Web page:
News
Mar 9, 2016

South Solway Waterbird Roost Survey


A study funded by Natural England and executed by Solway Firth Partnership with the help of RSPB Mersehead, the BTO’s Wetland Bird Survey (WeBS) and the Cumbria Biodiversity Centre, mapped the locations and size of important high tide roost sites along the Cumbrian shore of the Solway for the first time.

 

 

Waterbirds are an integrated part of the global ecosystem. Many waterbirds migrate long distances, often in large numbers. This makes them visible and charismatic. With 109,297 individual birds, the Solway Firth Estuary is among the ten most important habitats for non-breeding waterbirds across the UK.

 

While the Solway increasingly receives attention for its commercial value, e.g. for energy production and tourism development, academic research and cross-country agreements such as the International Waterbird Consensus stress the significance of coastal habitats. It is thus absolutely crucial to identify and assess the Solway’s avian hotspots.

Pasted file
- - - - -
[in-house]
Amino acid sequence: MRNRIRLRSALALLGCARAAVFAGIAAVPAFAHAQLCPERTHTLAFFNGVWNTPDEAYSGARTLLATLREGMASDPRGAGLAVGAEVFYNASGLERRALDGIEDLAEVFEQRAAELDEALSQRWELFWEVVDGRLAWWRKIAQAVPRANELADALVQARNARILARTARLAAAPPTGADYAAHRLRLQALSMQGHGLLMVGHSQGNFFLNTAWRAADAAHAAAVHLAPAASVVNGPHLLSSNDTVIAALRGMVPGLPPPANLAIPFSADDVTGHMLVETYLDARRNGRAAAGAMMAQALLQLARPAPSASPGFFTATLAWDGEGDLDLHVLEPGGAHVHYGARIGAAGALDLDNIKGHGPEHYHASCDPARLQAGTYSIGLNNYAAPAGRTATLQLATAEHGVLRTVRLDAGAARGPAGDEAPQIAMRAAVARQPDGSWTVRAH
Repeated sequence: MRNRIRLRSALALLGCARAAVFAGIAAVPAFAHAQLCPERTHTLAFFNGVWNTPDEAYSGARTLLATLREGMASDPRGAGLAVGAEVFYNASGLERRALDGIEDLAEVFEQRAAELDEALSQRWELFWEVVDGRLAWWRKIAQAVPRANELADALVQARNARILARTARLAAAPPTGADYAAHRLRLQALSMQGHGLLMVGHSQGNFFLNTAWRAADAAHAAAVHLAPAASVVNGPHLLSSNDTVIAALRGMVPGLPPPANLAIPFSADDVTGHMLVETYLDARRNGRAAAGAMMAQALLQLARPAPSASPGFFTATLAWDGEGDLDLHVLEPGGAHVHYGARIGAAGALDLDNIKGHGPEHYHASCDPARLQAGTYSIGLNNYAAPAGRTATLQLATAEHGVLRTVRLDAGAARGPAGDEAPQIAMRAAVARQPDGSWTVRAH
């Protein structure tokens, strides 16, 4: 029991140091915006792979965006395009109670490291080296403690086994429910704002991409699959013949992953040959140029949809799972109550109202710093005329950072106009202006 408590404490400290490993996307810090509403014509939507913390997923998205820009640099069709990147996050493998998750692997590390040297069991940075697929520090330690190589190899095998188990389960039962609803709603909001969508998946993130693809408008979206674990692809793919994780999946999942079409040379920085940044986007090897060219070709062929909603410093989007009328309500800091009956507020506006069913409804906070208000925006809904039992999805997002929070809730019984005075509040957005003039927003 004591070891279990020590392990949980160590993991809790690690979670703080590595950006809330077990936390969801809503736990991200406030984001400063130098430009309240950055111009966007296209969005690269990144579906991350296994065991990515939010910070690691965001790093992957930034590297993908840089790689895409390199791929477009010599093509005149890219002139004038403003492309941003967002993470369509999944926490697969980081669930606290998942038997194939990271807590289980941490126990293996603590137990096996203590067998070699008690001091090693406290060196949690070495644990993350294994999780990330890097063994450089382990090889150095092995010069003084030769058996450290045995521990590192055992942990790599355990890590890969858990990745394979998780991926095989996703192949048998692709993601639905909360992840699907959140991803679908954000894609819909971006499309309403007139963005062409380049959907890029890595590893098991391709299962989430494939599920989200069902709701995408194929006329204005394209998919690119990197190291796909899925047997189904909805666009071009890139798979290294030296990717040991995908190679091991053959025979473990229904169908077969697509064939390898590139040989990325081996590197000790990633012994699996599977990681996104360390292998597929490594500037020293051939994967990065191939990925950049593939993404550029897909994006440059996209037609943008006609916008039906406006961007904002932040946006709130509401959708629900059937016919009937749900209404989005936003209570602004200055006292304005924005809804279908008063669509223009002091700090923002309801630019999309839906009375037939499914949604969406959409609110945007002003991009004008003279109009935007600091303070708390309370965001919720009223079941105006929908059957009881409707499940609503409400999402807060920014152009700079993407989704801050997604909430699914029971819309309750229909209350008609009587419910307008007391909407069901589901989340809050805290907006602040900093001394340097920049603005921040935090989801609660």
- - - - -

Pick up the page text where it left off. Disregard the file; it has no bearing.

The study, employing mapped data collated with the help of WeBS volunteers, identifies 43 major roost sites along the Solway south shore. The section between Moricambe (Newton Arlosh) and Calvo Marsh is ranked highest by the overall number of individual birds while Grune Point has the highest species diversity. The biggest Oystercatcher roost is located between Meolo and Mawbray, the largest roost of Pink-footed Geese can be found between Moricambe (Newton Arlosh) and Calvo Marsh.

 

A copy of the report can be downloaded here. A GIS layer displaying all roost sites is available upon request: info@solwayfirthpartnership.co.uk

Solway Firth Partnership